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Guided Reading in Reception

Discussion in 'Early Years' started by lucye, Sep 8, 2018.

  1. grumbleweed

    grumbleweed Lead commenter

    Digoryvenn , As the original conversation was about individual readers, I just wouldn't do all the things you suggest one to one except in unusual circumstances , I'd always do this as a group , as children support each other. I don't think anyone would argue with what you have clarified, as it's part and parcel of early years practice.
    Equally, debate is a good thing, it is only when you hear the views of others that you refinecand clarify and sometimes even change your own. It would be dead boring if we all agreed on everything.
     
    digoryvenn likes this.
  2. caterpillartobutterfly

    caterpillartobutterfly Star commenter

    Yessss!!!!
    I totally agree with you now. :):rolleyes:
     
    digoryvenn likes this.
  3. caterpillartobutterfly

    caterpillartobutterfly Star commenter

    I said this to a DH a while back...he assured me he could cope with the boredom of me actually agreeing with him before arguing occasionally! ;)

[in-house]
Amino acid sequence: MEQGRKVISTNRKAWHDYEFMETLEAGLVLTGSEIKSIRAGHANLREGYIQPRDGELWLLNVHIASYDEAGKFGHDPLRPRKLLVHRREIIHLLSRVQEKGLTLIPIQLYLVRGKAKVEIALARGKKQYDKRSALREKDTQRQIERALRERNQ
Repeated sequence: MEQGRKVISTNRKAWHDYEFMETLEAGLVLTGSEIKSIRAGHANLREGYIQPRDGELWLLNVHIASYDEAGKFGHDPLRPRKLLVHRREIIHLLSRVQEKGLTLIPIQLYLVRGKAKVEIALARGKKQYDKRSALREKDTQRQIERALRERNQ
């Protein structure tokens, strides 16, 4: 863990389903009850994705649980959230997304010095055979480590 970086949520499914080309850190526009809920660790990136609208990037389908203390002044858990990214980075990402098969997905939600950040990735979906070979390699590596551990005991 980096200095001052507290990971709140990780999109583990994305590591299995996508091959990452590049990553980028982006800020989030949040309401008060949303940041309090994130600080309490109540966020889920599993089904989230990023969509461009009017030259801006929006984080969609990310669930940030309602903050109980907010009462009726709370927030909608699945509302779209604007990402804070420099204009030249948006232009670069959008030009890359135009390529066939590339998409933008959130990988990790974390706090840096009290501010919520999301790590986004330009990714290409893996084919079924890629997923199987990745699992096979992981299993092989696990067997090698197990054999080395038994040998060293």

4. katedavy

    katedavy New commenter

    Hi everyone, sorry to jump in late on this but i just wanted some guidance, is there a government recommendation on one to one reading session? I'm not too fussed but my child has only had three individual reading sessions (in his reading record) since September. He is in reception year.
     
  5. caterpillartobutterfly

    caterpillartobutterfly Star commenter

    No.
    Excellent news. It means your son's teacher is too busy teaching your son to find the time to write nonsense in a reading record.

    The teacher is probably doing an excellent job.
     
  6. digoryvenn

    digoryvenn Lead commenter

    Reading records should be banned in schools for all pupils.
    They are useless and cause too many problems.
    JUST READ REAL BOOKS.
     
  7. caterpillartobutterfly

    caterpillartobutterfly Star commenter

    Reading Records are where the teacher or parent makes a note when they have 'heard the child read'.
    Usually things like 'great expression', 'super decoding' and other such useless remarks.

    Decodable readers for those just starting out, then real books for those who are fluent readers.
    No need to write about it or have a scheme!
     
    digoryvenn likes this.
  8. dppc55555

    dppc55555 New commenter

    We find the "Let's Read" books by WordUnited very helpful to practice all the sounds.. they are very clear and have bright pictures and colour coded text with prompts. I think they are designed for easily distracted children but I have also used them with a boy learning English as a second language.. worth a try.

     

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